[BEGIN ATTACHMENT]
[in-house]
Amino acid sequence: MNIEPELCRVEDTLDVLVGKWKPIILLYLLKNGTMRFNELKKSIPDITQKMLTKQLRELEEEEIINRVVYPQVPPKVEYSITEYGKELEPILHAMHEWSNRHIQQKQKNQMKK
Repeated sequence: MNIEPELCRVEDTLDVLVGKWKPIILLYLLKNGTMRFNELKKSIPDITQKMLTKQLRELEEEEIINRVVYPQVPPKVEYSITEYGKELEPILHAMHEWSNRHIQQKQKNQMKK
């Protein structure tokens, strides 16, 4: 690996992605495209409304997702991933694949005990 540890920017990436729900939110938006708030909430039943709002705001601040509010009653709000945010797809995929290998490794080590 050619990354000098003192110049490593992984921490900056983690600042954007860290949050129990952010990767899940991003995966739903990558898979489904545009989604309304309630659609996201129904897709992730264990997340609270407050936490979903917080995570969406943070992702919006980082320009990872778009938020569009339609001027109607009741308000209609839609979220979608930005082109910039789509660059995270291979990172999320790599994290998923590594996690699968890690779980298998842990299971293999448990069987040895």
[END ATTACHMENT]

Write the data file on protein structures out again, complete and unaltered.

[in-house]
Amino acid sequence: MNIEPELCRVEDTLDVLVGKWKPIILLYLLKNGTMRFNELKKSIPDITQKMLTKQLRELEEEEIINRVVYPQVPPKVEYSITEYGKELEPILHAMHEWSNRHIQQKQKNQMKK
Repeated sequence: MNIEPELCRVEDTLDVLVGKWKPIILLYLLKNGTMRFNELKKSIPDITQKMLTKQLRELEEEEIINRVVYPQVPPKVEYSITEYGKELEPILHAMHEWSNRHIQQKQKNQMKK
């Protein structure tokens, strides 16, 4: 690996992605495209409304997702991933694949005990 540890920017990436729900939110938006708030909430039943709002705001601040509010009653709000945010797809995929290998490794080590 050619990354000098003192110049490593992984921490900056983690600042954007860290949050129990952010990767899940991003995966739903990558898979489904545009989604309304309630659609996201129904897709992730264990997340609270407050936490979903917080995570969406943070992702919006980082320009990872778009938020569009339609001027109607009741308000209609839609979220979608930005082109910039789509660059995270291979990172999320790599994290998923590594996690699968890690779980298998842990299971293999448990069987040895």